The Founder Members of the SLCRP weighed all pros and cons and deliberated at length regarding the objectives and means of attaining them. Through these deliberations it was found that religious teaching and could be fruitfully used to heal the wounds that have gone deep in to minds of some segments of the society and assure them that we all can live peacefully as the children of Mother Sri Lanka. We have lived in this manner for quite a long time, mutually helping and caring for each other.

All religions shun acts of inequality, all kinds of discrimination, all divisive forces that create disunity. Buddhism teaches oneness of humankind. Using different expressions and idioms all religions echo similar teachings. The SLRCP is basing its action plan on the common humanistic fundamentals embodies in religions. Buddhism, Hinduism, Islam and Christianity.

It is quite well-known that though religions have separate identities, advocate different paths and goals, all of them converge at one point and that converging point is the good, benefit and well-being of all.

The SLCRP works on this broad principle of good, benefit and well-being of all. This provides a level ground for all religions to work in unison, maintaining their separate identities. This, Council feels should be made the motto of all, including the political authority, who are truly committed to rebuild the country and lead it to a prosperous future.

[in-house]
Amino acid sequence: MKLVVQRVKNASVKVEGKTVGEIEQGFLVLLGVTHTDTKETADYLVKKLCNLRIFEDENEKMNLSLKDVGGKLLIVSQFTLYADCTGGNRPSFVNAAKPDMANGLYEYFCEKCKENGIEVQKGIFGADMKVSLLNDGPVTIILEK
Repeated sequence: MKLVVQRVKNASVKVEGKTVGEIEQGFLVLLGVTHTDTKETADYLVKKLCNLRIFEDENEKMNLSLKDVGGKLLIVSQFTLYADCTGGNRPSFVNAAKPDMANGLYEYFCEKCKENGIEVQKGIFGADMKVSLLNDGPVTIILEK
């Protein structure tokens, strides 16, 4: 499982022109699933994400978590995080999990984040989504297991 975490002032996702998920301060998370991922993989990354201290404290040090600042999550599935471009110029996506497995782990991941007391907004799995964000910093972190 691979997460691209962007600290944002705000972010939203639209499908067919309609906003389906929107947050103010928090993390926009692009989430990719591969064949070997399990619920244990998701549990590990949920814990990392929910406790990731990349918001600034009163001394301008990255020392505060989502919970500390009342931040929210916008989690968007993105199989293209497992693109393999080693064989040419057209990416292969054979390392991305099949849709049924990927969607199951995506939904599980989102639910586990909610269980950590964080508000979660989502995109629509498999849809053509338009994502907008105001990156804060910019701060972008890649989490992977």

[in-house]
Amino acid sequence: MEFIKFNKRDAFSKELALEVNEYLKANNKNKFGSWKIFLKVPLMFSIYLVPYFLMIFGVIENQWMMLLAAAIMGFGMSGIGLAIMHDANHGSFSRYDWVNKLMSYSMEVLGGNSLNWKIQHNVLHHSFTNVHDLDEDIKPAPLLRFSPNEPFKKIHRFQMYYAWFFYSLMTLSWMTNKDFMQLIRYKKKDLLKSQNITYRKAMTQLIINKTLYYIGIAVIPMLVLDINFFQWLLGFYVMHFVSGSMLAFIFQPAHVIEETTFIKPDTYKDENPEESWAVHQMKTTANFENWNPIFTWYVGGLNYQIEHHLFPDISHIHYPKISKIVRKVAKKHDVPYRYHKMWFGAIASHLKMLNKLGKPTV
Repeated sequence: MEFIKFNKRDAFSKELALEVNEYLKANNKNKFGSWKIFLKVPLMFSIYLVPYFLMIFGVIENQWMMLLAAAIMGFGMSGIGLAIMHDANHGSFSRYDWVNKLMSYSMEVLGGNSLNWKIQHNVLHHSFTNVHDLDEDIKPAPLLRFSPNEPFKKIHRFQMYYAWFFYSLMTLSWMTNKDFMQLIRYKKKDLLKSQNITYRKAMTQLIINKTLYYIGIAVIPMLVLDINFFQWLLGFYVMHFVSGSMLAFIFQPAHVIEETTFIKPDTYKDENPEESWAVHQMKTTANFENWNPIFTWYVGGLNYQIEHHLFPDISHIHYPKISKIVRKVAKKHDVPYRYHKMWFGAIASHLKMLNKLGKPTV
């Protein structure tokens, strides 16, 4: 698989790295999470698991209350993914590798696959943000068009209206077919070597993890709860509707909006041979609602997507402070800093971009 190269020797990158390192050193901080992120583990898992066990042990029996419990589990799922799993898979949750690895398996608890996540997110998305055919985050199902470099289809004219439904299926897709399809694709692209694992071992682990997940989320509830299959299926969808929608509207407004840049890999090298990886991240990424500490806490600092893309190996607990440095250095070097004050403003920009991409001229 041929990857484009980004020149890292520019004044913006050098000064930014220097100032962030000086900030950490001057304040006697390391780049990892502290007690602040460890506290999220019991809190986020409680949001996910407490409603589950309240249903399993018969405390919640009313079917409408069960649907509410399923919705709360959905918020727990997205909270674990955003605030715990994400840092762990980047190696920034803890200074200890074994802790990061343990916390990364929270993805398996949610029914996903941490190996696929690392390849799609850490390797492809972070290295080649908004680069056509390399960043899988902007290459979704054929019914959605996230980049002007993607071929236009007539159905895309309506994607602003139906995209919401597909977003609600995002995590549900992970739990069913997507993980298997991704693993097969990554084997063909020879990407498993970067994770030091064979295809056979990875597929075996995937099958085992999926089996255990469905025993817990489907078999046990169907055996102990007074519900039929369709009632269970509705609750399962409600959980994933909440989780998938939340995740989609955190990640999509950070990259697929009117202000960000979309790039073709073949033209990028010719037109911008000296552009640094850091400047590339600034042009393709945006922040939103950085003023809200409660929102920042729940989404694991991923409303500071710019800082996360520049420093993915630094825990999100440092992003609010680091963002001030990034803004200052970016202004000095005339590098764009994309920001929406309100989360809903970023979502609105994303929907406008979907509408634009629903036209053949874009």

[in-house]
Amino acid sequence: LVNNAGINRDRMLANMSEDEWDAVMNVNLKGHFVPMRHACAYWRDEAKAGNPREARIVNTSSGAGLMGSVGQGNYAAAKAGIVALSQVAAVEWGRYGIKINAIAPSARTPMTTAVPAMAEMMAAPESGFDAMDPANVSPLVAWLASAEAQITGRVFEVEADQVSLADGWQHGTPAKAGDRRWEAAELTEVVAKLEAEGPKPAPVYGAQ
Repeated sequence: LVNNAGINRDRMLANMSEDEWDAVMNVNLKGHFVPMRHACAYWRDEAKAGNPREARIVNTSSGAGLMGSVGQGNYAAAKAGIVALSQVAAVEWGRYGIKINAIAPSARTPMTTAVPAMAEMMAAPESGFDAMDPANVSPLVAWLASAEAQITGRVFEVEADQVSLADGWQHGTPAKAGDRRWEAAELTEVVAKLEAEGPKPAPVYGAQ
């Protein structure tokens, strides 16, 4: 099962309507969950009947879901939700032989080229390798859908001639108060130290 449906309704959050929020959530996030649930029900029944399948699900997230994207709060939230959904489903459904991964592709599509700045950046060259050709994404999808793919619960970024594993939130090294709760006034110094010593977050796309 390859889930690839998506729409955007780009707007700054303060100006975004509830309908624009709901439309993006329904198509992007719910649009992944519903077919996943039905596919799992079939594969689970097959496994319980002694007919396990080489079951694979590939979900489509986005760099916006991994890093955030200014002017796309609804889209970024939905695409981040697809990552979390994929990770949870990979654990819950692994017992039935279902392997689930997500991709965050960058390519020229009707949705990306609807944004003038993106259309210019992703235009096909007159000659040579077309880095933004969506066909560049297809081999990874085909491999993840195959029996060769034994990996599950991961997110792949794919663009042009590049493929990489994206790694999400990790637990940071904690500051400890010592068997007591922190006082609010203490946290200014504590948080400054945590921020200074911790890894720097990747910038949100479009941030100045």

The Council is very realistic and also optimistic with regard to achieving its objectives. It is not aiming to build an Utopia, but a peaceful country ready to take a long leap to a better future. This realistic objective can be achieved and already the Council is assured of help and co-operation of other world bodies who are ready to help.

Hence, the SLCRP is hopeful that it will be able to help the process of establishing peace, bringing about mutual trust, harmony among all and thus contributing to the process of rebuilding the country and leading it to a very peaceful and prosperous future.